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This definitely just helped me out. We (father and myself) are currently building a .35 whelen to add to our array of his custom built mauser 98's. I have been researching tons of different cartridges to re-chamber this gun in and we settled on the .35w. Just haven't decided if we are going AI or not. We do all of our own handloads for our hunting rifles anyways. I choose this caliber because I wanted something over .30 cal(we have 98's in .243win, .264win mag, and 7x57. As well as a sporterized 03A3 in .30-06 of course) that could handle anything I could ever want to take in North America, as I don't see myself doing any african safari's anytime soon..... Thanks for the informations about the twist rates as well! I am really glad it was bumped from 7years ago, because google found it!
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  #15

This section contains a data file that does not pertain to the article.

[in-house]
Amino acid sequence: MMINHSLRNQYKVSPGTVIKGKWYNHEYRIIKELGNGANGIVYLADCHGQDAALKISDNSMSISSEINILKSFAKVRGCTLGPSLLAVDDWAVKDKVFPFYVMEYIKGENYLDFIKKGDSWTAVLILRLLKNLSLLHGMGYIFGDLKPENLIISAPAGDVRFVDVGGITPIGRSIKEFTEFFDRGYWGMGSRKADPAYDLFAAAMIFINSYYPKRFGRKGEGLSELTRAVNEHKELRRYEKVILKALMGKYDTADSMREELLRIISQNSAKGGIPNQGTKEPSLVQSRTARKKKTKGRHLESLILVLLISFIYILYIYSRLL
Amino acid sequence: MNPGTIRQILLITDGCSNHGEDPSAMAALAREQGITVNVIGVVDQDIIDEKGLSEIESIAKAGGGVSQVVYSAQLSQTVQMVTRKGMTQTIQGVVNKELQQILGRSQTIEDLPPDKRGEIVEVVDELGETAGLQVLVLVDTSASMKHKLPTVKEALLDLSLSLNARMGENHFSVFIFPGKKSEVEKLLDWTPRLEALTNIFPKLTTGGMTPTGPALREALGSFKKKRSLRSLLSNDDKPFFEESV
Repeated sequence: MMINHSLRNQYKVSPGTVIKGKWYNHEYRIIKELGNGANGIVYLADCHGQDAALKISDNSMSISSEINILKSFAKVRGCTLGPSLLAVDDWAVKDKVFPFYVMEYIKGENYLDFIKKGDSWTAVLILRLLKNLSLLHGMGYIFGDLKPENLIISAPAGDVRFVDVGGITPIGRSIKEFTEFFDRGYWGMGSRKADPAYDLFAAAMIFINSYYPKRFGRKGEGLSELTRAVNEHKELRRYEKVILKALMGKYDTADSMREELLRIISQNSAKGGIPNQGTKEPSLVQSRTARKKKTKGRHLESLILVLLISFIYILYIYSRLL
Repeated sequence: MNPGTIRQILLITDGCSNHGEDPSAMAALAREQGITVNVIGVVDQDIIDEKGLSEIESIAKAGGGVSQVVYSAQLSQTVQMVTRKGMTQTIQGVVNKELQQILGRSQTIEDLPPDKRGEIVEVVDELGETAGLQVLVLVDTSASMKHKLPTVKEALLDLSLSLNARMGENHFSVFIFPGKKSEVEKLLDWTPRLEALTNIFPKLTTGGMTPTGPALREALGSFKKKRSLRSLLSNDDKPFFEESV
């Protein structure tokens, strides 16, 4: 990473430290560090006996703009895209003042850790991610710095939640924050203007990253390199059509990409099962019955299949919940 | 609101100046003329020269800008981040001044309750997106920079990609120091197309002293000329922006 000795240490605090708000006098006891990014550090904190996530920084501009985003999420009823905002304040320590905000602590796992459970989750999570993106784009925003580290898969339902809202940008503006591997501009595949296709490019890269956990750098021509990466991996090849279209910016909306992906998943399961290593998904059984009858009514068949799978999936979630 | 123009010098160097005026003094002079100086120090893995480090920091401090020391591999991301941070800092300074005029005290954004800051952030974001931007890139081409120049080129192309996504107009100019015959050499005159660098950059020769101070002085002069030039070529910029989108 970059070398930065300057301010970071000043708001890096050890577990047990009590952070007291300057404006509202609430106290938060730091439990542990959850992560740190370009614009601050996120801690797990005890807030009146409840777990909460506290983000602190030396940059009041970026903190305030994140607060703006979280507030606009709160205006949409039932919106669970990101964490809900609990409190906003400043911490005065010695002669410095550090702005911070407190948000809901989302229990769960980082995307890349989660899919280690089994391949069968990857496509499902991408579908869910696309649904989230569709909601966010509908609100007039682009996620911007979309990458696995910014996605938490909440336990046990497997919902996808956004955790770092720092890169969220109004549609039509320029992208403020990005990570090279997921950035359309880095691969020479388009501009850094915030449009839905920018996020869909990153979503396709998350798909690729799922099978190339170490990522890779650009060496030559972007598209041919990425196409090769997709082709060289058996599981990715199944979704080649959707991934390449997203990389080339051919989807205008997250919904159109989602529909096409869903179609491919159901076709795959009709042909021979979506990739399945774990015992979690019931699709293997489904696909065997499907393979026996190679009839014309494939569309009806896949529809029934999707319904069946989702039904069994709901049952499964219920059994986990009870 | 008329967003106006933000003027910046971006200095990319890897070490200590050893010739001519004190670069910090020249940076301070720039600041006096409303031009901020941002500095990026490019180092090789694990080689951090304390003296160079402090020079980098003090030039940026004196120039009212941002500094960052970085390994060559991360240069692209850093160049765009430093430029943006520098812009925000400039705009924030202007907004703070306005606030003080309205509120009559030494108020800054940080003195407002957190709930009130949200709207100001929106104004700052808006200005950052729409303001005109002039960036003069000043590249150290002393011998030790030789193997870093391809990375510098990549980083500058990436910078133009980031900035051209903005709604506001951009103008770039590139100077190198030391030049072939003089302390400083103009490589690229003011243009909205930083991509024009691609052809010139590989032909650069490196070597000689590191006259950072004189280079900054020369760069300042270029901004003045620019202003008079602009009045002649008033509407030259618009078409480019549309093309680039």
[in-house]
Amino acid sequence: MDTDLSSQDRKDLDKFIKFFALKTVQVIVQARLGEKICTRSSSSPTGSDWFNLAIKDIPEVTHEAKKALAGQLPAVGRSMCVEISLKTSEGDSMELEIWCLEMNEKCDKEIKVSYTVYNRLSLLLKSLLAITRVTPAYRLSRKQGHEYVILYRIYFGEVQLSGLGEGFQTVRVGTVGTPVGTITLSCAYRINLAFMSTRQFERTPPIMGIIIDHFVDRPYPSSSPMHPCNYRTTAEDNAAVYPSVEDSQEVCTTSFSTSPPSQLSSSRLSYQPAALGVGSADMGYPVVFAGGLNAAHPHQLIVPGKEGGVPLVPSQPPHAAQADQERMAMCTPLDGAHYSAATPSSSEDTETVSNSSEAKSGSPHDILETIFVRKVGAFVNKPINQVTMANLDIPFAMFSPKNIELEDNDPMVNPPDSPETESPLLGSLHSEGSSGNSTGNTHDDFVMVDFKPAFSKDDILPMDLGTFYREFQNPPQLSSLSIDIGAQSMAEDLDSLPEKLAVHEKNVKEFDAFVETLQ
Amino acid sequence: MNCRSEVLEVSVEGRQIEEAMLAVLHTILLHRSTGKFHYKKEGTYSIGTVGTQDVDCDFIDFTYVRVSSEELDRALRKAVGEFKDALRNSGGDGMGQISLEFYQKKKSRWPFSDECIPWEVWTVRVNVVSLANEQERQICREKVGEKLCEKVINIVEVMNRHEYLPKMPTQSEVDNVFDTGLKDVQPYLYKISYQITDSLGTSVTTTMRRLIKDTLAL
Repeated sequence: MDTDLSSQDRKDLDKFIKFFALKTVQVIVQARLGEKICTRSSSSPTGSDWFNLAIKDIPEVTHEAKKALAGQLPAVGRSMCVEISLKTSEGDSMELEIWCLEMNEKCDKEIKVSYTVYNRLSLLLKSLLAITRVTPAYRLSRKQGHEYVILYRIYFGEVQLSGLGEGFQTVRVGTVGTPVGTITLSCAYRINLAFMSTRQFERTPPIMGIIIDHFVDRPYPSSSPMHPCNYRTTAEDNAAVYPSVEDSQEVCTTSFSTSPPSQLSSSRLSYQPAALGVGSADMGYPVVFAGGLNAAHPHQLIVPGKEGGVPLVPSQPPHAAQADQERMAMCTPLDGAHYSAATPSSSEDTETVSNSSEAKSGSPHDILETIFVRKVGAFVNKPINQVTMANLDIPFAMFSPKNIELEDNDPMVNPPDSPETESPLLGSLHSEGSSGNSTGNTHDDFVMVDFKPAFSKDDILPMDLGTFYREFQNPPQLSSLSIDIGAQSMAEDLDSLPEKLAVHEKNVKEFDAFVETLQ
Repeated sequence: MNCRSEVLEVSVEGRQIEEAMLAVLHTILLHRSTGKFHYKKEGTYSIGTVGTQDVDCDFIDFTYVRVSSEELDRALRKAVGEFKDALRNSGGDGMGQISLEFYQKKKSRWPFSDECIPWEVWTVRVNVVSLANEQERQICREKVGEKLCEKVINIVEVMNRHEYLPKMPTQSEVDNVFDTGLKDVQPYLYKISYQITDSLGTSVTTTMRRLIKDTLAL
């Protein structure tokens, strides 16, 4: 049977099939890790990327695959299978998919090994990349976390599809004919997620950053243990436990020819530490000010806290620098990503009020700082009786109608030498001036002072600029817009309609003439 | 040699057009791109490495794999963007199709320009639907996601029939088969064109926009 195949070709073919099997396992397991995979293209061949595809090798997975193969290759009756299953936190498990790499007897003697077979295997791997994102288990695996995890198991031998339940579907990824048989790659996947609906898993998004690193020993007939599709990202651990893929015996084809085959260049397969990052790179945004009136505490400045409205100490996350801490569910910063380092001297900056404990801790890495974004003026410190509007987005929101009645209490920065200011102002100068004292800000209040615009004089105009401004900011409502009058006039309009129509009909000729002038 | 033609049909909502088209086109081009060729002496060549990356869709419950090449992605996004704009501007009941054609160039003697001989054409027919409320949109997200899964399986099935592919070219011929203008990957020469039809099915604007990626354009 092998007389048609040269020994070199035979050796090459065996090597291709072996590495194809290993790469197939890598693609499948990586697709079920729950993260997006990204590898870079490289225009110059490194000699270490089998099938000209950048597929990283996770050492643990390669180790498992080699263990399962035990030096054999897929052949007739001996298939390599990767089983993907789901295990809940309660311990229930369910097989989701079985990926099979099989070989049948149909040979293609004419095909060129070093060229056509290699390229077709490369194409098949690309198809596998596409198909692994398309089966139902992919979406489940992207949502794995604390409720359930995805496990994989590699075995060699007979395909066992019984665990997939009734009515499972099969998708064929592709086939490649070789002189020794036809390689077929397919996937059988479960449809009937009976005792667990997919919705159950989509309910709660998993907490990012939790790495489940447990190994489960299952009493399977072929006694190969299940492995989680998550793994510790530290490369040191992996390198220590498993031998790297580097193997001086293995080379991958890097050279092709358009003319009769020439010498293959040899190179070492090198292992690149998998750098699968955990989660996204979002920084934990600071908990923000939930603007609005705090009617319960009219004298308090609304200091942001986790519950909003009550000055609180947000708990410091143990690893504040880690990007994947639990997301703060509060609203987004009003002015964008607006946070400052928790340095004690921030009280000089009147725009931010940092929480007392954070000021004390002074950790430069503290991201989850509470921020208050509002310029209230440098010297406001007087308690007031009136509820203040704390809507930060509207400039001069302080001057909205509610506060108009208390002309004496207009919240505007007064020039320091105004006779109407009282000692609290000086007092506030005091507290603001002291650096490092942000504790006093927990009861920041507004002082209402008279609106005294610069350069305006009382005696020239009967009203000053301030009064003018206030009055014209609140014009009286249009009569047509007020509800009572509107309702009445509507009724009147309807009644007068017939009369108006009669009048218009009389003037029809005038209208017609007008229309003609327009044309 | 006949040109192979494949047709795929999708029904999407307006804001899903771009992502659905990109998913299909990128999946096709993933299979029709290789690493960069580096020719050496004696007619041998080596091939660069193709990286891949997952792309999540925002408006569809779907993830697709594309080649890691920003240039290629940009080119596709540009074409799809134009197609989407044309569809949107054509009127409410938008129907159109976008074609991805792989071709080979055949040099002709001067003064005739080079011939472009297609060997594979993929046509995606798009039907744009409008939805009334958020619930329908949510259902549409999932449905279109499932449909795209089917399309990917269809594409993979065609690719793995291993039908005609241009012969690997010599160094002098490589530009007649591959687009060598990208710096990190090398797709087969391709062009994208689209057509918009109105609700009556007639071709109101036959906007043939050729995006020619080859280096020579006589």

Old 05-25-2011, 09:56 AM
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96superflow,

Welcome to the forum.

A 35 Whelen in a real Maurse action sounds sweet!
Post some pictures of your project if you can.
..
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  #16  
Old 05-26-2011, 03:35 AM
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Thanks for the welcome! I Will see what I can do about the pics! Not much to see yet, still have to send it out to get re-barreled! I think we are going to go with at least a 1 in 12" Douglas... Fitting it to the weatherby stock has been fun! And I can't wait to do all the polishing work to it and a couple of our other guns that need bluing!
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  #17  
Old 06-12-2011, 04:57 PM
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35 Whelen